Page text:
Now, as I said for probably the 710,534th time, one song doesn’t make an album, so the question is: Does the rest of “Headhunter” measure up? Obviously, there are no songs on it that stand up to the big single. Still, the rest of the album is pretty cool. The title track may only be a mediocre opener but “Eat the Rich” more than makes up for it. The two tracks that follow “Screaming in the Night” are more classic metal tunes and of the two, I prefer “Nightwolf.” There’s almost a Judas Priest vibe on it but the weird thing is that Rob Halford does a guest backing vocal on the other track, “Ready to Burn.” However, after those two tracks comes my second favourite song on the album, “Stayed Awake All Night.” This two was released as a single but is not as memorable as the first one. Maybe it’s because the song is more melodic than the others, sounds a bit like The Who, but all I know is that I like it. The final three tracks carry “Headhunter” out very well. “Stand and Be Counted” is a strong track and the instrumental, “White Din” is interesting. Unlike the opener, “Russian Winter” is a very nice closer, if not one of the better tracks on the album.

At the time, what impressed me the most about Krokus at the time was the fact they were Swiss. Back then, I naively thought that all the best metal bands came from the US, UK or Canada, the Scorpions being the exception. I was glad that a band came from another country because fast forwarding to now, we can say that heavy metal is truly world wide and it may have just started here.

Track Listing:

  1. Headhunter
  2. Eat the Rich
  3.  Screaming in the Night
  4. Ready to Burn
  5. Nightwolf
  6. Stayed Awake All Night
  7. Stand and be Counted
  8. White Din
  9. Russian Winter
Krokus

Krokus

Marc Storace- vocals

Fernando Von Arb- lead guitar

Mark Koehler- rhythm guitar

Chris von Rohr- bass, piano, percussion

Steve Pace- drums

Additional Vocals:

Rob Halford- backing vocals on “Ready to Burn”

Jimi Jamison- backing vocals

Unfortunately, in spite of a cool album with a great single, like Quiet Riot, Krokus would fade from mainstream attention for the same reason. Their follow up albums wouldn’t be a great as the ones they made in 1983. That’s all the more reason to enjoy “Headhunter.” For me, it’s Krokus’s best album.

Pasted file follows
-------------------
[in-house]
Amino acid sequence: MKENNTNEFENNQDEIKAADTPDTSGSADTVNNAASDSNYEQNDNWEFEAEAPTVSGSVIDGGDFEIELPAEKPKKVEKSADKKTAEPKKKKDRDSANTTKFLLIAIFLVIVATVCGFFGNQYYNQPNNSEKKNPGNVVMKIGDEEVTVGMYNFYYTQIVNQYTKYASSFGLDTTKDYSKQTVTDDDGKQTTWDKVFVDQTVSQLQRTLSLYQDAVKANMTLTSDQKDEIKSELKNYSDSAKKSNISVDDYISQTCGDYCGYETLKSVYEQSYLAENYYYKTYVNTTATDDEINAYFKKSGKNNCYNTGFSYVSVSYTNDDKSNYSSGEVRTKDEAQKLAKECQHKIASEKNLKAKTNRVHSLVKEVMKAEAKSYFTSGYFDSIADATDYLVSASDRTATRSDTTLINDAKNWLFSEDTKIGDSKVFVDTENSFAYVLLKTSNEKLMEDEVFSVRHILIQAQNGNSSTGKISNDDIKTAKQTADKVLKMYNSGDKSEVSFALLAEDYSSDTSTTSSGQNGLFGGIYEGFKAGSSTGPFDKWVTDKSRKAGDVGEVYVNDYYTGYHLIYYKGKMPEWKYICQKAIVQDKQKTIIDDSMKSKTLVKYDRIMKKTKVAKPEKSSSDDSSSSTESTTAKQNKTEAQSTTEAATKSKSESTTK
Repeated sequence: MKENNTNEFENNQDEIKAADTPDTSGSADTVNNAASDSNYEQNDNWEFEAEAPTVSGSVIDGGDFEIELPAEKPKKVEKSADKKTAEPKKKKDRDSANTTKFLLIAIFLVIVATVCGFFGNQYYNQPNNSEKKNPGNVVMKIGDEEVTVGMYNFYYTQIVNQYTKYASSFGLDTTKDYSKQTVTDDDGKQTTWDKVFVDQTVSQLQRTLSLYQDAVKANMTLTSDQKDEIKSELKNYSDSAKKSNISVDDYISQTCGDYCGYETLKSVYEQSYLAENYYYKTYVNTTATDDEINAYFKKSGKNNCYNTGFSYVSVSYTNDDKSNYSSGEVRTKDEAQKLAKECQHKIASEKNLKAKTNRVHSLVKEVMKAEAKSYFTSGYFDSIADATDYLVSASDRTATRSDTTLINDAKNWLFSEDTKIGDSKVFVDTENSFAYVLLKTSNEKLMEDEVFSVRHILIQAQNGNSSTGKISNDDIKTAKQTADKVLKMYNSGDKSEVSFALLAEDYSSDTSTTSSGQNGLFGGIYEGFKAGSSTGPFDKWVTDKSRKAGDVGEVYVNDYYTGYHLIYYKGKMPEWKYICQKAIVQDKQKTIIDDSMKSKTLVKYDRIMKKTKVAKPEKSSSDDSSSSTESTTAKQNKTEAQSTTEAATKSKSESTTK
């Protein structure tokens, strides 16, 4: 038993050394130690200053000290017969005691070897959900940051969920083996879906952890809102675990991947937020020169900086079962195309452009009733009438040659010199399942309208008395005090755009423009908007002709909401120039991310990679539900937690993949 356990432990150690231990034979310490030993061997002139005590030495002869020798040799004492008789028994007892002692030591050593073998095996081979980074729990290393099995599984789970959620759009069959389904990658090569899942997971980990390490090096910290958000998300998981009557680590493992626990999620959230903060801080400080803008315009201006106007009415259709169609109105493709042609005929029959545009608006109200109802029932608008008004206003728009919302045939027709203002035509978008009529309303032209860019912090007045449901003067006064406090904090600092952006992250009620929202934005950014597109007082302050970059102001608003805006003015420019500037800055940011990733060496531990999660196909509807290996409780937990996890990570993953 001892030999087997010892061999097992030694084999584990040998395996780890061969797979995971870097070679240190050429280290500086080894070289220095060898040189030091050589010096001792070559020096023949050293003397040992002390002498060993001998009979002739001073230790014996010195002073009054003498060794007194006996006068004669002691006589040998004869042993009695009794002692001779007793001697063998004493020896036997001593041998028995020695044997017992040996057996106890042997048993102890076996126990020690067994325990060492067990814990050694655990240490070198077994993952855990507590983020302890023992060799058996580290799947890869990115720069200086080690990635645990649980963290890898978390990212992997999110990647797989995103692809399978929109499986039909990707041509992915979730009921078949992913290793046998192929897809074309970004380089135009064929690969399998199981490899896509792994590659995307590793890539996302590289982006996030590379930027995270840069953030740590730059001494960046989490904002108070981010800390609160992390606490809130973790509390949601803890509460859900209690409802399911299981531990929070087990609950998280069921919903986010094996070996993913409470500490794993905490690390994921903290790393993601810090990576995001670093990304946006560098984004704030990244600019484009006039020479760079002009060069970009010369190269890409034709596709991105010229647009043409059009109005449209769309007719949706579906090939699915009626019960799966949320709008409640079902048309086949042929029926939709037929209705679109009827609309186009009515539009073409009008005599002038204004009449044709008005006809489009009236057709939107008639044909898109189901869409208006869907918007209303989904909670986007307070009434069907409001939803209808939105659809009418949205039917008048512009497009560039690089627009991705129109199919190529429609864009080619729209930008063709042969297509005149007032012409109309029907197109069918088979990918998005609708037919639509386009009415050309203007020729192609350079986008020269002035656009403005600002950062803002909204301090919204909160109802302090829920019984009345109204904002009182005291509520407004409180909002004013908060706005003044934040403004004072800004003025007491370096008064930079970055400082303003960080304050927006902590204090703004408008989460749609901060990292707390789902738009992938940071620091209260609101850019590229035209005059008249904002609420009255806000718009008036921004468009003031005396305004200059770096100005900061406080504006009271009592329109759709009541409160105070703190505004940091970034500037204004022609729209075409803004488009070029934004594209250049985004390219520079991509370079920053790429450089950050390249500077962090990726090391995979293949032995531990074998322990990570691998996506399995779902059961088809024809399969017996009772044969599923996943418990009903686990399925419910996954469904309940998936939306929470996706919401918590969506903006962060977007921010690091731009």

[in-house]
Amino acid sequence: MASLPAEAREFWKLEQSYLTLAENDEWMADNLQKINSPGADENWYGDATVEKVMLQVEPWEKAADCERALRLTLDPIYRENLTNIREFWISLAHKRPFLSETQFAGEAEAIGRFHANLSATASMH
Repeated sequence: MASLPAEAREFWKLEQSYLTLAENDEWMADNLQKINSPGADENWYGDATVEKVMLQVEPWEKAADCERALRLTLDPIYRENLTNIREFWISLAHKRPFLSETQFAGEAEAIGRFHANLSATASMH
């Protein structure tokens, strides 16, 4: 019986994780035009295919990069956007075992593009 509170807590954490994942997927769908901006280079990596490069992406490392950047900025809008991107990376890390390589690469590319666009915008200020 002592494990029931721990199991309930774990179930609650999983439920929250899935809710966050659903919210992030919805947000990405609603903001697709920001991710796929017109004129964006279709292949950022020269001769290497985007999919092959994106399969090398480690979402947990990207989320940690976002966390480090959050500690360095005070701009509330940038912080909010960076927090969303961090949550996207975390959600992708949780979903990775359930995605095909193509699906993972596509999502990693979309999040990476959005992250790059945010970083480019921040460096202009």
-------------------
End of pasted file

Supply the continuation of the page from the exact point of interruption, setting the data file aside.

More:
Next post: Anvil- Forged in Fire

To buy Rock and Roll Children, go to http://www.strategicpublishingroup.com/title/RockAndRollChildren.html

Also available on Amazon, Barnes & Noble and Froogle and on sale at Foyles Book Shop in London

 

 

 

 

 

 

 

Bloodstock 2016: Friday- Twisted Sister

Posted in 1980s, Death, Heavy Metal, Heavy Metal and the 1980s, Music, Rock, Uncategorized with tags , , , , , , , , , , , , , , , , , , , , , on August 21, 2016 by 80smetalman

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Having stood in virtually the same spot for nearly five hours and having to endure things like crowd surfers and mosh pits opening nearby, I was ready for the main event. It wasn’t all bad. I did get to rock out to Behemoth, Venom and Corrosion of Conformity and Venom did give me a present before they left the stage. Now, as I was waiting for the band I would have moved mountains to see, especially since it was the farewell to the UK gig, I couldn’t wait for Twisted Sister to get on that stage!

A nice gift from Venom, I managed to pick one up off the ground.

A nice gift from Venom, I managed to pick one up off the ground.

Let me cut straight to the chase, Twisted Sister were full of surprises this night. The last two times I saw them, they opened the show with “Come Out and Play” and the two other times before, it was “Stay Hungry.” I’m not sure which song it was the first time I saw them in 1983 but it might have been this one. They opened with the first track from their “Under the Blade” album, “What You Don’t Know (Sure Can’t Hurt You”) and both the crowd and I went nuts. Afterwards, they kept the momentum going with “The Kids are Back” rapidly followed by “Burn in Hell.” It was a great way to start the show.

Any speculation that Twisted Sister’s set was going to be dominated by their most successful album, “Stay Hungry,” evaporated very quickly. They played a good mix from their first four albums and I thought they sounded better than ever. If this was their farewell performance, they were certainly going out on a high, an astronomical high! A few songs in, Dee Snider, probably one of music’s best when talking to the audience, explained about this being Twisted Sister’s farewell show. He did point out the likes of The Scorpions, KISS and Ozzy, all of whom said they were retiring only to return two years later. Dee promised that this was definitely the band’s last tour, the skeptic in me says time will tell. Anyway, they followed his words up with my all time favourite TS song, “You Can’t Stop Rock and Roll.”